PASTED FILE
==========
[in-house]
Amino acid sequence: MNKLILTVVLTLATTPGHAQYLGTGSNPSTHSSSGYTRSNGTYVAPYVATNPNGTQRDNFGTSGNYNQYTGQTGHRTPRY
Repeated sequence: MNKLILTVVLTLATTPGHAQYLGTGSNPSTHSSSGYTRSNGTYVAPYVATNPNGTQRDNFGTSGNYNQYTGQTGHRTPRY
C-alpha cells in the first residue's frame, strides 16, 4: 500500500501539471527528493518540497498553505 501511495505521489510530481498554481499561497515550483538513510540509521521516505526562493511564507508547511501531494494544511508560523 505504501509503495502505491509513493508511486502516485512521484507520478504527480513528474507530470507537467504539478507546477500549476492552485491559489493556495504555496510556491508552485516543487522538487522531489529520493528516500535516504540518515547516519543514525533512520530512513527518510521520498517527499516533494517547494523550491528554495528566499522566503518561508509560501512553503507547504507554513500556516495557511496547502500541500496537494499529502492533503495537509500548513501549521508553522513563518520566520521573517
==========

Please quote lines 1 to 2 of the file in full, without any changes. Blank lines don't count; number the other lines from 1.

[in-house]
Amino acid sequence: MNKLILTVVLTLATTPGHAQYLGTGSNPSTHSSSGYTRSNGTYVAPYVATNPNGTQRDNFGTSGNYNQYTGQTGHRTPRY